Monday, February 6, 2012

'When my friend tells me she was raped and wants to press charges, should I just pretend she didn't previously tell me something different?'

Slate's advice columnist Emily Yoffe fields a question about rape. Note that in the question, a rape counselor gave the questioner's friend screwball advice about rape (remember: impairment is not incapacitation). And the person asking the question seems to know that no rape occurred -- but asks if she should pretend otherwise.

Sigh.  For what other crime would this even be an issue?

Thanks for the link to C.H.
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Q. Friend Has Revised One-Night Stand Story: A friend recently called me and said she had a one-night stand after drinking too much. She was beating herself up over drinking too much and going home with a guy she met at a bar. I reassured her that everyone makes mistakes and didn't think much more of the account. However, since then, she has told many people that she was a victim of date-rape—that the guy must have put something into her drink . She spoke to a rape crisis line, and they said even if she was drunk, she couldn't have given consent so she was a victim of rape. She now wants to press charges—she has the guy's business card. I have seen her very intoxicated on previous occasions, to the point she doesn't remember anything the next day. I'm not sure on what my response should be at this point. Pretend she never told me the original story?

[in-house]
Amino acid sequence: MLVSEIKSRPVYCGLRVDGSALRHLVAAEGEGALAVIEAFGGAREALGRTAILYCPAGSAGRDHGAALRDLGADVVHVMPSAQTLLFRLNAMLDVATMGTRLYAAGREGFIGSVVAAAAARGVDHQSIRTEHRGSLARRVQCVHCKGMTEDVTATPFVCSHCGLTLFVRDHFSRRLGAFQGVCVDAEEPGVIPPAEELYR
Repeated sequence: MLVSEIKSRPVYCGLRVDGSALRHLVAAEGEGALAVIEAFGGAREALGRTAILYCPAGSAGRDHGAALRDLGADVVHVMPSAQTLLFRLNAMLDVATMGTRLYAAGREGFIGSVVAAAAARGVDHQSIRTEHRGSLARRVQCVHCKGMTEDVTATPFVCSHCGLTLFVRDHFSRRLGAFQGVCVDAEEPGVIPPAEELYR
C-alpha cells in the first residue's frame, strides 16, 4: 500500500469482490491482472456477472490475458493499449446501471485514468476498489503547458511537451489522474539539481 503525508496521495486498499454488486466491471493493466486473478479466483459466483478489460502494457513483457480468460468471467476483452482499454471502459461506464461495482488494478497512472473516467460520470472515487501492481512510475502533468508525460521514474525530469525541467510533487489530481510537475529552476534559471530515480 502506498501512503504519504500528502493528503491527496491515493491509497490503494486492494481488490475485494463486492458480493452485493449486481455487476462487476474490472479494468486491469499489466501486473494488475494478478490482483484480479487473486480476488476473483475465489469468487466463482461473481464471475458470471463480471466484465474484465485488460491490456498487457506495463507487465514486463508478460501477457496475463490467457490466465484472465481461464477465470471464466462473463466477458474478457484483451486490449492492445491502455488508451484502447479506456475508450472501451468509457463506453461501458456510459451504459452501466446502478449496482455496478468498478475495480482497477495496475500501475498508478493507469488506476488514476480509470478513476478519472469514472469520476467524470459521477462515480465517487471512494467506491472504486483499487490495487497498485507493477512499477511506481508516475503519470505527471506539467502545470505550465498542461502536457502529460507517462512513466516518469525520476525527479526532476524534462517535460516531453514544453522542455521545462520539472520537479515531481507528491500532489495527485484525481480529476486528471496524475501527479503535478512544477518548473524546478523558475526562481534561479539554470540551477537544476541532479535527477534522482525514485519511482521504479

A: Trying to ruin someone else's life is a poor way to address one's alcohol and self-control problems. Since her first version of the story is that she was ashamed of her behavior, and since you have seen her knee-walking drunk on other occasions, it sounds as if she wants to punish the guy at the bar for her own poor choices. Yes, I agree that men should not have sex with drunk women they don't know. But I think cases like the one you are describing here—in the absence of any evidence she was drugged—where someone voluntarily goes home with a stranger in order to have a sexual encounter, makes it that much harder for women who are assaulted to bring charges. Talk to your friend. Tell her that she needs to think very long and hard about filing a criminal complaint against this guy if there's any way her behavior could be construed to be consensual. Say you understand her shame, but you're concerned about her drinking, and if she addresses that, she won't find herself in such painful situations.